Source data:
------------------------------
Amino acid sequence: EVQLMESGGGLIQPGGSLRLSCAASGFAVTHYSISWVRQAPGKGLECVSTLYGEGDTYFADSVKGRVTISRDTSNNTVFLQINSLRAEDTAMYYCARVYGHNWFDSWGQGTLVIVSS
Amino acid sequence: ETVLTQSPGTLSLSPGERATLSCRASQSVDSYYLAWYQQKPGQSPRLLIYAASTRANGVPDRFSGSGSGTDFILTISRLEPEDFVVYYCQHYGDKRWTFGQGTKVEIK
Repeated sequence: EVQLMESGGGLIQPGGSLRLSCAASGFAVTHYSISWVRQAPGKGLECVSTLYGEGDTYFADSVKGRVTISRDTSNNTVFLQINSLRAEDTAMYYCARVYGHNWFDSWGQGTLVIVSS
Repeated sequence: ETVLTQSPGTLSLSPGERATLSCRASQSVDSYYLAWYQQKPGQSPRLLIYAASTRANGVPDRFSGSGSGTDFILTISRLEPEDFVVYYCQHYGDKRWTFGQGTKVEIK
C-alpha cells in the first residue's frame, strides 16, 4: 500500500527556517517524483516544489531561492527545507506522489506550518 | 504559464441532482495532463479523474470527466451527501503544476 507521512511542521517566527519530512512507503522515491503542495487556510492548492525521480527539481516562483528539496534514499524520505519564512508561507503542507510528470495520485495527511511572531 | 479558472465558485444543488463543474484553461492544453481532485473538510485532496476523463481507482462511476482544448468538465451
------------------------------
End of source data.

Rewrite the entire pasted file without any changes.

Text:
Amino acid sequence: EVQLMESGGGLIQPGGSLRLSCAASGFAVTHYSISWVRQAPGKGLECVSTLYGEGDTYFADSVKGRVTISRDTSNNTVFLQINSLRAEDTAMYYCARVYGHNWFDSWGQGTLVIVSS
Amino acid sequence: ETVLTQSPGTLSLSPGERATLSCRASQSVDSYYLAWYQQKPGQSPRLLIYAASTRANGVPDRFSGSGSGTDFILTISRLEPEDFVVYYCQHYGDKRWTFGQGTKVEIK
Repeated sequence: EVQLMESGGGLIQPGGSLRLSCAASGFAVTHYSISWVRQAPGKGLECVSTLYGEGDTYFADSVKGRVTISRDTSNNTVFLQINSLRAEDTAMYYCARVYGHNWFDSWGQGTLVIVSS
Repeated sequence: ETVLTQSPGTLSLSPGERATLSCRASQSVDSYYLAWYQQKPGQSPRLLIYAASTRANGVPDRFSGSGSGTDFILTISRLEPEDFVVYYCQHYGDKRWTFGQGTKVEIK
C-alpha cells in the first residue's frame, strides 16, 4: 500500500527556517517524483516544489531561492527545507506522489506550518 | 504559464441532482495532463479523474470527466451527501503544476 507521512511542521517566527519530512512507503522515491503542495487556510492548492525521480527539481516562483528539496534514499524520505519564512508561507503542507510528470495520485495527511511572531 | 479558472465558485444543488463543474484553461492544453481532485473538510485532496476523463481507482462511476482544448468538465451